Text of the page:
Bancroft fundraiser exceeds expectations

       The first event in a volunteer effort to fundraise for Old Colorado City's Bancroft Park attracted an even bigger turnout than expected April 28.

Attendees at the April 28 Taste of OCC in Bancroft Park check out the food, drink and sunshine.
Westside Pioneer photo

       On a clear and warm Sunday afternoon in the park, an estimated 650 people bought tickets to the three-hour “Taste of OCC,” which featured food and drink samples from 20 food and 11 beverage distributors, plus live music and five artists painting for the cause.
       The event was planned and organized by the Old Colorado City Foundation (OCCF), a charitable nonprofit which formed this year.

Artists Richard Williams (foreground) and J.R. Monks were among five painting for an auction to help with the fundraiser. Performing on stage is the band, Gentle Rain.
Westside Pioneer photo

Three of the five members of the Gentle Rain band perform in the Bancroft bandshell.
Westside Pioneer photo

       Financial tallies had not yet been finalized this week, but the income appears to be around $15,000, reported Dave Van Ness. He's the executive director of the Old Colorado City Associates (OCCA) business group, which was the chief mover in starting the foundation.
       “We're super pleased,” Van Ness said, alluding to SuperFineDesigns, an Old Colorado City business that he credited for most of the organizing, planning and promotion for “Taste.”
       Beforehand, he had voiced the hope that as many as 500 tickets might be sold. The higher numbers appear to have resulted from a combination of effective marketing, nice weather, public interest in Bancroft and the prospect of a bevy of food and liquor samples.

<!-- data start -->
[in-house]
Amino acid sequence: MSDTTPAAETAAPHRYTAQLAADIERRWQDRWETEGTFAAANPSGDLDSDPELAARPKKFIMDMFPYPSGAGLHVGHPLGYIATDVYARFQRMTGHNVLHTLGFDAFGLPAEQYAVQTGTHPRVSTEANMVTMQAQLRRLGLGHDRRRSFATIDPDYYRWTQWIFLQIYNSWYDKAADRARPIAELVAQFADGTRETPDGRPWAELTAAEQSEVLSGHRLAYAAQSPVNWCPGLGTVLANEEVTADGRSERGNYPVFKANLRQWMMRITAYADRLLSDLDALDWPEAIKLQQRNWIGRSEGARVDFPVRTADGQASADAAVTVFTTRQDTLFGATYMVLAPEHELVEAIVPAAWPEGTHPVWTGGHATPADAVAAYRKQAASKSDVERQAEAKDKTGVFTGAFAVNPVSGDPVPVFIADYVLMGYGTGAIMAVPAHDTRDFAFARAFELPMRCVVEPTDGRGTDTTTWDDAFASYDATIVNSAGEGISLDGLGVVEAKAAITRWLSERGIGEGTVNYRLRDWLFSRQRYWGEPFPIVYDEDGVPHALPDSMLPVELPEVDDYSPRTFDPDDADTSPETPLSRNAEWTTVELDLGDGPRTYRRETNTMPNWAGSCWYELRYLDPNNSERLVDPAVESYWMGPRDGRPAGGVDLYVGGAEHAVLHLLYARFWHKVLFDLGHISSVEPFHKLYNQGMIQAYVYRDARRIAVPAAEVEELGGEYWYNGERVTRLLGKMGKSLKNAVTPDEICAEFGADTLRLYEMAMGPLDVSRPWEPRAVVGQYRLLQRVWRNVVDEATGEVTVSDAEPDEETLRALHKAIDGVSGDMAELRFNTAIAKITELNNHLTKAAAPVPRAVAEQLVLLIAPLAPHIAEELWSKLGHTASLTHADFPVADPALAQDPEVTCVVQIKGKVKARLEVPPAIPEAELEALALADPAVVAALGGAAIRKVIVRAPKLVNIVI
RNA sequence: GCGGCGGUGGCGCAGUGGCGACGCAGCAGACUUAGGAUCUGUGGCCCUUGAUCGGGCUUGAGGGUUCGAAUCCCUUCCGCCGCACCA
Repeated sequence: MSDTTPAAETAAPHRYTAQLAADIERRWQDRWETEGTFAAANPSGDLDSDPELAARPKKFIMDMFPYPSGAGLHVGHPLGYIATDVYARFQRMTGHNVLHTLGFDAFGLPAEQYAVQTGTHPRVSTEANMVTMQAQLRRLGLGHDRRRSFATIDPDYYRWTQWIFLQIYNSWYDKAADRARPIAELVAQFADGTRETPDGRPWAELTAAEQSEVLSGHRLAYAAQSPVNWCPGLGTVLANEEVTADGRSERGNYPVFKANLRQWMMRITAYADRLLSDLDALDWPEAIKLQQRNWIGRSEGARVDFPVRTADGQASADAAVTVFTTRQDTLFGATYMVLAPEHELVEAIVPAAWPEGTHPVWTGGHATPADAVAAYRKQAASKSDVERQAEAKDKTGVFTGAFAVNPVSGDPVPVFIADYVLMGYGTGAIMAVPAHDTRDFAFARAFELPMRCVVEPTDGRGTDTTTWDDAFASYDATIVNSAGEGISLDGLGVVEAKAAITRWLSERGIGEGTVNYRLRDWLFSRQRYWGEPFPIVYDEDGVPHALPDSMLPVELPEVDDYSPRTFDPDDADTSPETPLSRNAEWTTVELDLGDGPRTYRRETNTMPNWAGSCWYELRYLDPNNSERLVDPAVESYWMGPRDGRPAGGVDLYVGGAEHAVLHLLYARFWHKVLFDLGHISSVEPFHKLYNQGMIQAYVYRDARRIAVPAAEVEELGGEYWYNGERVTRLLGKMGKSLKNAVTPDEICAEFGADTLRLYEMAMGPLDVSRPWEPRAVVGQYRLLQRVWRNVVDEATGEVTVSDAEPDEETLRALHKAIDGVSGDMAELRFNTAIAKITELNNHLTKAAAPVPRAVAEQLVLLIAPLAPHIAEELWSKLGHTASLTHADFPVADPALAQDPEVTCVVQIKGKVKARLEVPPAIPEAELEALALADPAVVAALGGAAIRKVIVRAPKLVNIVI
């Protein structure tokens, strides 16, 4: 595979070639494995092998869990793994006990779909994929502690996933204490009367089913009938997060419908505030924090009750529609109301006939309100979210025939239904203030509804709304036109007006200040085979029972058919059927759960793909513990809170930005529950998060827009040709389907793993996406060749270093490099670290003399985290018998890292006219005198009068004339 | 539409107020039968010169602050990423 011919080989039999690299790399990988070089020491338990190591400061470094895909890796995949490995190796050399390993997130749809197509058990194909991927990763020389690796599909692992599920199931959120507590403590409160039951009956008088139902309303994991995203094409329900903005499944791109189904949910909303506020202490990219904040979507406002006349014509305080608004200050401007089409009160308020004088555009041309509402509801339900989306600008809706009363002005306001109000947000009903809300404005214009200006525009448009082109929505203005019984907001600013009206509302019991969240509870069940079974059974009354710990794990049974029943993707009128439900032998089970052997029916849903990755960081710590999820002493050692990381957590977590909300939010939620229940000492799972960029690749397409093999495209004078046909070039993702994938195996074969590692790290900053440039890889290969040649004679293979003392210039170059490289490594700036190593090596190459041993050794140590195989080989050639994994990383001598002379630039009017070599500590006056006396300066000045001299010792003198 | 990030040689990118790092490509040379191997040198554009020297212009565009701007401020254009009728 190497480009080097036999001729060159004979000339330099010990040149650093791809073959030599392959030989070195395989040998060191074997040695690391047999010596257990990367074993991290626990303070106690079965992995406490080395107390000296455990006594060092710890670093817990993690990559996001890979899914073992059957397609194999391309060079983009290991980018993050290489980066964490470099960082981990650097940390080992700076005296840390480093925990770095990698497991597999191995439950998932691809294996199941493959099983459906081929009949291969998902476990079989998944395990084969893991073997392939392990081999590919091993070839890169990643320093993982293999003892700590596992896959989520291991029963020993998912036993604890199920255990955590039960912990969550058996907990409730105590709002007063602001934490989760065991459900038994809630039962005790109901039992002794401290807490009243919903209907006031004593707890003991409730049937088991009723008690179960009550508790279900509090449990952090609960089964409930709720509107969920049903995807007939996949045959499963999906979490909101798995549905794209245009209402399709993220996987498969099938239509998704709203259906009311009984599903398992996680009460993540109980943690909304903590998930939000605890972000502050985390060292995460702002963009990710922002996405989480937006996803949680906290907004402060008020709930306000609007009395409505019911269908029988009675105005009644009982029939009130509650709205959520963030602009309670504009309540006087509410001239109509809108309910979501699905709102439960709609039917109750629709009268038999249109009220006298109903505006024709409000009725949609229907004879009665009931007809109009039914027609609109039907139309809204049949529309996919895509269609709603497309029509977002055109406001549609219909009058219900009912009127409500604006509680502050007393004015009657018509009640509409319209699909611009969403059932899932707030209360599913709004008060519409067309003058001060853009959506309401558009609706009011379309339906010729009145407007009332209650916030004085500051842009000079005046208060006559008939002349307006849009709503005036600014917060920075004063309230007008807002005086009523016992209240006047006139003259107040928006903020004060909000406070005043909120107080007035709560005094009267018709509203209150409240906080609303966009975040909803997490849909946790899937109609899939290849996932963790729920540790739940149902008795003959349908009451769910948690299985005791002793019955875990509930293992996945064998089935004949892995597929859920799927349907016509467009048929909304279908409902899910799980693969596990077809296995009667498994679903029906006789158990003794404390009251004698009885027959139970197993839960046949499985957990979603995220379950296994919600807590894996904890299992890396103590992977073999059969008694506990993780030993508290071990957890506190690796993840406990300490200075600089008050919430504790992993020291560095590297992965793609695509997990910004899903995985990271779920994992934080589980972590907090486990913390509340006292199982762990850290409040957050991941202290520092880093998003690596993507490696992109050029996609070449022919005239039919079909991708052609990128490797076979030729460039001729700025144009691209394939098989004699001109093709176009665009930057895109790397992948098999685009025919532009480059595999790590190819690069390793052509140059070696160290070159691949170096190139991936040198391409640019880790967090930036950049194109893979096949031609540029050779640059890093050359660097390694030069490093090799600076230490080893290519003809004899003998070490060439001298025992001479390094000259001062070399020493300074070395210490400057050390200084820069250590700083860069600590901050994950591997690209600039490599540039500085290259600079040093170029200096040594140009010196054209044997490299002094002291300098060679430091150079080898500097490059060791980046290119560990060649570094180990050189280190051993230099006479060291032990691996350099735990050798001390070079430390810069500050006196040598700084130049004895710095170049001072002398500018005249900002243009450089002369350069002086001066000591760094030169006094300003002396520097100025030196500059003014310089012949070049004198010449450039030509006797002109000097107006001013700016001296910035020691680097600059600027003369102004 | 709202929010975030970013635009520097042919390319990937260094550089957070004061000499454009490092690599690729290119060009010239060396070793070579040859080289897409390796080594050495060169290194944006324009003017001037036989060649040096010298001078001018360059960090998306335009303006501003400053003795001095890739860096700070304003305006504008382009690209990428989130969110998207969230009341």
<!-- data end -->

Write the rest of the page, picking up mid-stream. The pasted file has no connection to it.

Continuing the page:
“Everyone was thrilled,” said Dave Brackett, owner of two Old Town eateries. “We'd planned on 400, but [even with 650] there was plenty of food until the end.”

Scenes from the Taste of OCC April 28 in Bancroft Park... A new batch of goodies gets lined up in the 2South Food and Wine Bar booth while happy patrons prepare to partake (or enjoy what they have).
Westside Pioneer photo

       All the edibles and beverages were donated, with 31 businesses taking part. Combined, “we gave away probably $4,000 worth of food and an equal amount of liquor,” Brackett said.
       But the cost was worth it, he asserted, believing that a better park will enhance the destination appeal of Old Colorado City.
       Already in the works for Sept. 28 is another new OCCF event, called Harvest in the Park, which will again feature food and drink, plus a chef's competition using ingredients from the simultaneous Farmers Market in Bancroft, he said.
       J.R. Monks, one of the artists who set up during the event, was also enthusiastic. “I like this idea, to invigorate the park,” he said. “I'm proud to be part of that.”
       Works created by himself and four other artists during the event were auctioned off later, to add to the fundraising totals.
       The foundation board consists of OCCA leaders as well as several people involved in the Westside community. The OCCF's mission is to raise money to upgrade Old Colorado City in general, with Bancroft Park as the initial priority.
       According to Van Ness, who is also a foundation board member, a discussion of what to do with the Taste of OCC earnings will be on the agenda of the May foundation board meeting.
       The hope is that the foundation's contributions for the park can be matched by City Parks, which has jurisdiction over Bancroft.
       Renderings of possible park improvements were on display at Taste of OCC, as developed for the foundation by John Olson and Mark Tremmel of the Collaborative Design Group. The proposals - which would need to go through a city/public review process - include better restrooms, a brick entry way, an upgraded pavilion, flower gardens, added seating areas, accommodations for the now-off-street Farmers Market (starting in June) and a “versatile and vibrant plaza” (in front of the stage) that would allow a play fountain in the summer and ice skating in the winter.

Mark Tremmel of the Collaborative Design Group (which has been working with Old Colorado City leaders) explains aspects of a rendering showing potential park upgrades. It was displayed during the three-hour event.
Westside Pioneer photo

Westside Pioneer article